et al. The influence of the synergistic anion on iron chelation by ferric binding protein, a bacterial transferrin. Proc. Natl Acad. Sci. USA 100, 3659–3664 (2003).

  93. 93.

    , , & fbpABC gene cluster in Neisseria meningitidis is transcribed as an operon. Infect. Immun. 68, 7166–7171 (2000).

  94. 94.

    , , & An immunoreactive 38-kilodalton protein of Ehrlichia canis shares structural homology and iron-binding capacity with the ferric ion-binding protein family. Infect. Immun. 73, 62–69 (2005).

  95. 95.

    & Subversion of host cell signaling by Orientia tsutsugamushi. Microbes Infect. 13, 638–648 (2011).

  96. 96.

    , , & Two systems for targeted gene deletion in Coxiella burnetii. Appl. Environ. Microbiol. 78, 4580–4589 (2012).

  97. 97.

    , , , & Molecular pathogenesis of the obligate intracellular bacterium Coxiella burnetii. Nat. Rev. Microbiol. 11, 561–573 (2013).

  98. 98.

    & Approaches to vaccines against Orientia tsutsugamushi. Front. Cell. Infect. Microbiol. 2, 170 (2013).

  99. 99.

    et al. Human and pathogen factors associated with Chlamydia trachomatis-related infertility in women. Clin. Microbiol. Rev. 28, 969–985 (2015).

  100. 100.

    , & Trachoma: protective and pathogenic ocular immune responses to Chlamydia trachomatis. PLoS Negl. Trop. Dis. 7, e2020 (2013).

  101. 101.

    , , & Ehrlichioses in humans: epidemiology, clinical presentation, diagnosis, and treatment. Clin. Infect. Dis. 45, S45–S51 (2007).

  102. 102.

    , & Anaplasma phagocytophilum — a widespread multi-host pathogen with highly adaptive strategies. Front. Cell. Infect. Microbiol. 3, 31 (2013).

  103. 103.

    , , & Genotyping, evolution and epidemiological findings of Rickettsia species. Infect. Genet. Evol. 25, 122–137 (2014).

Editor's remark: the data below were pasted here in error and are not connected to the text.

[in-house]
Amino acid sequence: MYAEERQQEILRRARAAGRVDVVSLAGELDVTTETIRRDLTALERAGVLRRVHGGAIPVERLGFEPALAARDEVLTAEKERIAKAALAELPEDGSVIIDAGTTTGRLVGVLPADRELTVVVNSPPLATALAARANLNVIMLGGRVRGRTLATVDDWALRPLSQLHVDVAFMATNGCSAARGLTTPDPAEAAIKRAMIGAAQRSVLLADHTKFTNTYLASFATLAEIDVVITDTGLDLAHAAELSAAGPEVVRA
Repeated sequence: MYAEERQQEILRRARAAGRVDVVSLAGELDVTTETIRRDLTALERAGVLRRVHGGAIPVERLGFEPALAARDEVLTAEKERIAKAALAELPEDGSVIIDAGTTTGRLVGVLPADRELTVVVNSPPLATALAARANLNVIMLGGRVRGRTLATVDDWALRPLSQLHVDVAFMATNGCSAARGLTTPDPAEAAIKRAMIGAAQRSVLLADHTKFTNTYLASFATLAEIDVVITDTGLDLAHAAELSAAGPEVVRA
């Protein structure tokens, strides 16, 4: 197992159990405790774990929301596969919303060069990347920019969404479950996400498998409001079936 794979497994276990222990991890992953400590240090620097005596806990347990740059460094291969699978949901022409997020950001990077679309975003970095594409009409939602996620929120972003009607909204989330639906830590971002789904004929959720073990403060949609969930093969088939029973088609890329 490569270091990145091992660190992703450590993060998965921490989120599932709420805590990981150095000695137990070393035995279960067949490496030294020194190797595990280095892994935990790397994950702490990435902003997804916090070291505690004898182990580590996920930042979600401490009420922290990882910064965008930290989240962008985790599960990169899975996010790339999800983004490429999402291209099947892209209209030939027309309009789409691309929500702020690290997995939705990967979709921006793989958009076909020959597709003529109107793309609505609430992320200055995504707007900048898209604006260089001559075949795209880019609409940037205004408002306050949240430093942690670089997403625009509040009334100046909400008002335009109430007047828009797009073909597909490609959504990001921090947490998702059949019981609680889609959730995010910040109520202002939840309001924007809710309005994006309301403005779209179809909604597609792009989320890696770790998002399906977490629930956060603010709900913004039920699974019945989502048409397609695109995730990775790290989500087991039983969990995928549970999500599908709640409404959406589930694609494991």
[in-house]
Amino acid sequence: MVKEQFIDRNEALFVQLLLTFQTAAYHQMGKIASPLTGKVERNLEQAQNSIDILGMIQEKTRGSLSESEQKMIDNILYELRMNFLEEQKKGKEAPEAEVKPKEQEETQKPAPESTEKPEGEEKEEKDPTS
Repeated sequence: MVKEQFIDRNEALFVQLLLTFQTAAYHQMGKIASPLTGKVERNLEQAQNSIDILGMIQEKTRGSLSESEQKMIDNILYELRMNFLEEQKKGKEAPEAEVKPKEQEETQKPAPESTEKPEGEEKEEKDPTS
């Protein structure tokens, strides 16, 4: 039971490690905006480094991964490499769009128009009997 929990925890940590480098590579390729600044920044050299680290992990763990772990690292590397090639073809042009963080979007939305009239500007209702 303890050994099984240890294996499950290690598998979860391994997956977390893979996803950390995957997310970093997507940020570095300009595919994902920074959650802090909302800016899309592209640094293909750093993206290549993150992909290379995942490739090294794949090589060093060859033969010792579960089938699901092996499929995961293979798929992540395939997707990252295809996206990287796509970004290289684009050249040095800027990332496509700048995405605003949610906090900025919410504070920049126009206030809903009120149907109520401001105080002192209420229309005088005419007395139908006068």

104. 104.

    et al. Endemic scrub typhus in South America. N. Engl. J. Med. 375, 954–961 (2016).

  105. 105.

    et al. Global estimates of the prevalence and incidence of four curable sexually transmitted Infections in 2012 based on systematic review and global reporting. PLoS ONE 10, e0143304 (2015).

  106. 106.

    , , , & Trachoma. Lancet 384, 2142–2152 (2014).

  107. 107.

    , , & Diagnosis, treatment, and prevention of Lyme disease, human granulocytic anaplasmosis, and babesiosis: a review. JAMA 315, 1767–1777 (2016).

  108. 108.

    , , , & Increasing incidence of Ehrlichia chaffeensis and Anaplasma phagocytophilum in the United States, 2000–2007. Am. J. Trop. Med. Hyg. 85, 124–131 (2011).

  109. 109.

    , , , & The past and present threat of rickettsial diseases to military medicine and international public health. Clin. Infect. Dis. 34, S145–S169 (2002).

  110. 110.

    Worldwide detection and identification of new and old rickettsiae and rickettsial diseases. FEMS Immunol. Med. Microbiol. 64, 107–110 (2012).

  111. 111.

    et al. The whole-genome sequencing of the obligate intracellular bacterium Orientia tsutsugamushi revealed massive gene amplification during reductive genome evolution. DNA Res. 15, 185–199 (2008).